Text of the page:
Muping Coastal Environmental Research Station, Yantai Institute of Coastal Zone Research, Chinese Academy of Sciences, Yantai, Shandong, 264117, PR China; Center for Ocean Mega-Science, Chinese Academy of Sciences, Qingdao, Shandong, 266071, PR China; Key Laboratory of Coastal Biology and Biological Resources Utilization, Yantai Institute of Coastal Zone Research, Chinese Academy of Sciences, Yantai, Shandong, 264003, PR China; University of Chinese Academy of Sciences, Beijing, 100049, PR China.Muping Coastal Environmental Research Station, Yantai Institute of Coastal Zone Research, Chinese Academy of Sciences, Yantai, Shandong, 264117, PR China; Center for Ocean Mega-Science, Chinese Academy of Sciences, Qingdao, Shandong, 266071, PR China; Key Laboratory of Coastal Biology and Biological Resources Utilization, Yantai Institute of Coastal Zone Research, Chinese Academy of Sciences, Yantai, Shandong, 264003, PR China; University of Chinese Academy of Sciences, Beijing, 100049, PR China.Muping Coastal Environmental Research Station, Yantai Institute of Coastal Zone Research, Chinese Academy of Sciences, Yantai, Shandong, 264117, PR China; Center for Ocean Mega-Science, Chinese Academy of Sciences, Qingdao, Shandong, 266071, PR China; Key Laboratory of Coastal Biology and Biological Resources Utilization, Yantai Institute of Coastal Zone Research, Chinese Academy of Sciences, Yantai, Shandong, 264003, PR China; University of Chinese Academy of Sciences, Beijing, 100049, PR China.Shandong Marine Resource and Environment Research Institute, Yantai, 264006, PR China.Muping Coastal Environmental Research Station, Yantai Institute of Coastal Zone Research, Chinese Academy of Sciences, Yantai, Shandong, 264117, PR China; Center for Ocean Mega-Science, Chinese Academy of Sciences, Qingdao, Shandong, 266071, PR China.Muping Coastal Environmental Research Station, Yantai Institute of Coastal Zone Research, Chinese Academy of Sciences, Yantai, Shandong, 264117, PR China; Center for Ocean Mega-Science, Chinese Academy of Sciences, Qingdao, Shandong, 266071, PR China.Muping Coastal Environmental Research Station, Yantai Institute of Coastal Zone Research, Chinese Academy of Sciences, Yantai, Shandong, 264117, PR China; Center for Ocean Mega-Science, Chinese Academy of Sciences, Qingdao, Shandong, 266071, PR China; Key Laboratory of Coastal Biology and Biological Resources Utilization, Yantai Institute of Coastal Zone Research, Chinese Academy of Sciences, Yantai, Shandong, 264003, PR China.Muping Coastal Environmental Research Station, Yantai Institute of Coastal Zone Research, Chinese Academy of Sciences, Yantai, Shandong, 264117, PR China; Center for Ocean Mega-Science, Chinese Academy of Sciences, Qingdao, Shandong, 266071, PR China.Muping Coastal Environmental Research Station, Yantai Institute of Coastal Zone Research, Chinese Academy of Sciences, Yantai, Shandong, 264117, PR China; Center for Ocean Mega-Science, Chinese Academy of Sciences, Qingdao, Shandong, 266071, PR China.Muping Coastal Environmental Research Station, Yantai Institute of Coastal Zone Research, Chinese Academy of Sciences, Yantai, Shandong, 264117, PR China; Center for Ocean Mega-Science, Chinese Academy of Sciences, Qingdao, Shandong, 266071, PR China; Key Laboratory of Coastal Biology and Biological Resources Utilization, Yantai Institute of Coastal Zone Research, Chinese Academy of Sciences, Yantai, Shandong, 264003, PR China. Electronic address: jmzhao@yic.ac.cn.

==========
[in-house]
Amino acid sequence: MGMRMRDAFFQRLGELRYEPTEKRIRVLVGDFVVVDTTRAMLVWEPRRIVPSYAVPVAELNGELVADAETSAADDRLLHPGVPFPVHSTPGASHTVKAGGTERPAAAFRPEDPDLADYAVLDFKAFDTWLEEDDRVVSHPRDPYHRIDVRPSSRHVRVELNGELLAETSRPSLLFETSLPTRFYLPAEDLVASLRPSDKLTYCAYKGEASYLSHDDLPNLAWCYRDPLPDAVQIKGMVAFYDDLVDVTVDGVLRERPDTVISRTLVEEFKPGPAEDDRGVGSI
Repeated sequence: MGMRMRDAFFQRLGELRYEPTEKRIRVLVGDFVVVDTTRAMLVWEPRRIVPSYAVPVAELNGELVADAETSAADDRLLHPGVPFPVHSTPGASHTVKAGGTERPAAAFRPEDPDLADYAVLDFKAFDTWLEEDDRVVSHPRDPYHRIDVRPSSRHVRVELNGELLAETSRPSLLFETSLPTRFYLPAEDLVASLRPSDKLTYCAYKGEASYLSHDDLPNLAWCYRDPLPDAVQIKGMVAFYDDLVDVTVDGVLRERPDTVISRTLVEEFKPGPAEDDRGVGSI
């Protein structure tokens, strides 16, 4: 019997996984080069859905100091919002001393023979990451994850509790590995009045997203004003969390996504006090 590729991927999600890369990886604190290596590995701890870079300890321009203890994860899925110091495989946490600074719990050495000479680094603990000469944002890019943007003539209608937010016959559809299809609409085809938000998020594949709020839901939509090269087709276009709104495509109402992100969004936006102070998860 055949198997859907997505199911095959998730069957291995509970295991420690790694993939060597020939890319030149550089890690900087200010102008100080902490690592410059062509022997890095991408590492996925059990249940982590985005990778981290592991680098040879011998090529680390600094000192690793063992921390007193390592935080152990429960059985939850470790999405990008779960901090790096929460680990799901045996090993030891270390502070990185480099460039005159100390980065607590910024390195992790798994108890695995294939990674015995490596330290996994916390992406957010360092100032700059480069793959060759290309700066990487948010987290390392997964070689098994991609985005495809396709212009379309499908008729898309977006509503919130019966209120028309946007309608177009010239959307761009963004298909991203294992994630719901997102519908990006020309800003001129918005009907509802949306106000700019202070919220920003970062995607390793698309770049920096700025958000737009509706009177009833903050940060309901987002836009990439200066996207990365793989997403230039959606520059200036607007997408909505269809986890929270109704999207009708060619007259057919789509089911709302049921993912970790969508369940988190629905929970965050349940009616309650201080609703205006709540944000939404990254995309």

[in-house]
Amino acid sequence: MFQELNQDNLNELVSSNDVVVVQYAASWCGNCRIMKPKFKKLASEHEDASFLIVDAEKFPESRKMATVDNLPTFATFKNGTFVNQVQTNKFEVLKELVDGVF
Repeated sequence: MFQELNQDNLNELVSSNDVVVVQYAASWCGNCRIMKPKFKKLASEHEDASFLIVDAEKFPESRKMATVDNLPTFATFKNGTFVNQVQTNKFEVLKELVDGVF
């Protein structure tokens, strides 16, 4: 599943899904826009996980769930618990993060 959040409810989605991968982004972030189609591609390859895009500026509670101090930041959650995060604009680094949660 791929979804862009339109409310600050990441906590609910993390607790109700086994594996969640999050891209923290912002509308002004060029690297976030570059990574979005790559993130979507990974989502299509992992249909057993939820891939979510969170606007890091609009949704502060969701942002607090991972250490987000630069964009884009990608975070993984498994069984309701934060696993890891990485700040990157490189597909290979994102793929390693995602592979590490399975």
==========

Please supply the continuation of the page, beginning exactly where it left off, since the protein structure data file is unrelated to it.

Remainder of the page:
Pub Type(s)